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New Books, New Learning

March 28, 2019
by Becky Ferrigno

It is sadly the last Thursday in one of my most favorite months of the year. The last Thursday of the month also signals the arrival of a “New Books, New Learning” post. To round out the Irish high holy month, I decided to focus on Irish women authors.

Until recently, most of the authors coming out of Ireland were mainly male. Thankfully, times are changing in Ireland. Women are being awarded the prizes/grants that traditionally had been reserved for their male counterparts. This shift has resulted in the recognition, advertising and financial support of incredible authors tackling a wide variety of subjects. 

Books for Younger Children

Billy Button, Telegram Boy by Sally Nicholls, illustrated by Sheena Dempsey

This book is written with the 5- 8-year-old crowd in mind.

The main character in this historical chapter book is a telegram boy named Billy Button. Follow Billy’s adventures that ensue after he delivers grumpy Mr. Grundle a message from an old sweetheart. This books introduces children to an era where cell phones and the Internet did not exist in a unique and intriguing way!

The Sleeping Giant by Marie-Louise Fitzpatrick

I have a special love of stories about Irish giants. Finn McCool and the Great Fish happens to be one of my favorites. Needless to say, when my search uncovered this book, I was thrilled. The Sleeping Giant tells the story of a Kerry giant who falls asleep so long people forget who he is. Aren’t the town’s people surprised when the “island” wakes up one day and starts to move! This book was published in 1991 but is definitely worth the read!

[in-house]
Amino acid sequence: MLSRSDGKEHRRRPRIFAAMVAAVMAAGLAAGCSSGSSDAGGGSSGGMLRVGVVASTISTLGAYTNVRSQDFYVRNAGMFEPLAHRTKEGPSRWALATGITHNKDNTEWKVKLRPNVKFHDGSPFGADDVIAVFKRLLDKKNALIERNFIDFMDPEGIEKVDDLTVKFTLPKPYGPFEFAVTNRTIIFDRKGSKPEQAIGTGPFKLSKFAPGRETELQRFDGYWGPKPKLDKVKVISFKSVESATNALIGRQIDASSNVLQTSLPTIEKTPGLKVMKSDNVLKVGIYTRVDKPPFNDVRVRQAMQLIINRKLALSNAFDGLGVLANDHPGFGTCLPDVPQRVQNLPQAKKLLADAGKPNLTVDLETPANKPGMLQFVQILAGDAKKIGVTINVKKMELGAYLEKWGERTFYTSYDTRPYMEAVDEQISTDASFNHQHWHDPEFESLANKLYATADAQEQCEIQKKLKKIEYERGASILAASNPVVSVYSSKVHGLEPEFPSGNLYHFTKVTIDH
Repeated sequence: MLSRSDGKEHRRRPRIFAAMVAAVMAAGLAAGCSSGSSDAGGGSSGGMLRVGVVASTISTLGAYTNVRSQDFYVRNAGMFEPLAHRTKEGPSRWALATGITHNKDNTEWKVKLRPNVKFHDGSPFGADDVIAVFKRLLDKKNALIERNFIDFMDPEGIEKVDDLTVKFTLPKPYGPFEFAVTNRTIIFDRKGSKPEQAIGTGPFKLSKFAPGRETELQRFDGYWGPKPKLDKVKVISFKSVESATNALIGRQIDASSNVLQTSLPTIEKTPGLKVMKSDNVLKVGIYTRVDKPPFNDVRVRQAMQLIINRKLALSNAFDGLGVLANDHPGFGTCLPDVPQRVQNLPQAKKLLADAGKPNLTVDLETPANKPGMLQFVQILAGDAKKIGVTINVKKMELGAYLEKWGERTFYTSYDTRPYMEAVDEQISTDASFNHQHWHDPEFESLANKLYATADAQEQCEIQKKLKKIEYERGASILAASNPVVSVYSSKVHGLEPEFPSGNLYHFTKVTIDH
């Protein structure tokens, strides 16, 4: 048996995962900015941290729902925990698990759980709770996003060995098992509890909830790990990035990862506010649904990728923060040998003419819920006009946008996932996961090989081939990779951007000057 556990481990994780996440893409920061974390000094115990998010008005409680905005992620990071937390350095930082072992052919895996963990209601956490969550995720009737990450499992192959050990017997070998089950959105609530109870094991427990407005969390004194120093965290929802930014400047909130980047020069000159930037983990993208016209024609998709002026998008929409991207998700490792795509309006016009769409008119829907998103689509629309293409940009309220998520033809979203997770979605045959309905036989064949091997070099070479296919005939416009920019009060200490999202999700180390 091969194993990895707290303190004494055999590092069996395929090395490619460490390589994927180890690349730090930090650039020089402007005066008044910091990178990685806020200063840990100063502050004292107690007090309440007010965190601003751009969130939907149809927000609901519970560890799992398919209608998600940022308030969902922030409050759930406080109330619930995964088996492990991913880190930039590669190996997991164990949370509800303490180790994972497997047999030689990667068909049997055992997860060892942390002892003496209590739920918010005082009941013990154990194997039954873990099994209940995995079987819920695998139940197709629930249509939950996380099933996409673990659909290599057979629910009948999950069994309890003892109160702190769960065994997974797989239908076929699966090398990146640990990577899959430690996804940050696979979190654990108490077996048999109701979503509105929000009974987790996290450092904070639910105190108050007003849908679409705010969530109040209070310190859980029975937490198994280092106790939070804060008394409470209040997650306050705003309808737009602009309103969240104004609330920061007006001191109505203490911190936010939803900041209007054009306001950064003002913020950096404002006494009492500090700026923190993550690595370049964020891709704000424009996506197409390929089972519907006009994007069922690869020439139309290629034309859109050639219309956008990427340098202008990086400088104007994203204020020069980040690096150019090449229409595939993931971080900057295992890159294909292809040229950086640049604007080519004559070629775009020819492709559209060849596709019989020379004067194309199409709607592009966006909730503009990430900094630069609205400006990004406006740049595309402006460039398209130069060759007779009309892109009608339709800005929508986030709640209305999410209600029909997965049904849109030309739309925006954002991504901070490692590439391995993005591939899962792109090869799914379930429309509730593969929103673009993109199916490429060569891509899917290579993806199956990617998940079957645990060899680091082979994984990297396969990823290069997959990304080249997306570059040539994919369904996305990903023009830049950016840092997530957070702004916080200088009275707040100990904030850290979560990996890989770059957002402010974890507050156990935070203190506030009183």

Books for Older Children

The Irish love to tell stories. Whether it is in song or verse, they tackle all of the issues in life that cannot be spoken about in other venues. Often, this means their stories are heavy and more suited for an older audience. Here are a few of my favorites. 

Plain Jane by Kim Hood

Jane’s sister has cancer. For the last three years, she has been the focus of their parents’ attention and Jane can’t help but be a little resentful. This novel deals with what it is like to struggle with mental illness, family dynamics and seeing someone you love suffer. This is a very relatable and human book. 

Under the Hawthorne Tree by Marita Conlon-McKenna

I love this series because it brings Irish history to life. Marita Conlon-McKenna’s Children of the Famine Series brings to life the Great Hunger and the mass immigration that followed. The stories follow siblings Eily, Michael, and Peggy as they overcome tragedy, famine, and poverty on their journey to survive in a dangerous new world. This is a must read for any Irish American. Many of the Irish living in the United States today had ancestors who participated in this great migration that reshaped the face of the Western world. 

Apple and Rain by Sarah Crossan

If you follow me on Instagram (@becky.ferrigno), this will be a name you recognize. I love her writing and I love her stories. She is an incredible author who tackles incredibly difficult topics with grace and depth. This book follows Apple, who is grappling with her mother’s recent return. While her mother’s return makes Apple feel whole again, the situation is bittersweet. It is only when Apple meets someone more lost than she is that she begins to see things as they really are.

Happy Reading!

Being Irish frames everything I do. My whole world was formed around this heritage and no matter where life takes me, my experience as an Irish person in the world, leads me back to the core of who I am. It has been a pleasure sharing and teaching about Ireland this month over on Instagram. It is my hope that this blog brings that work full circle.

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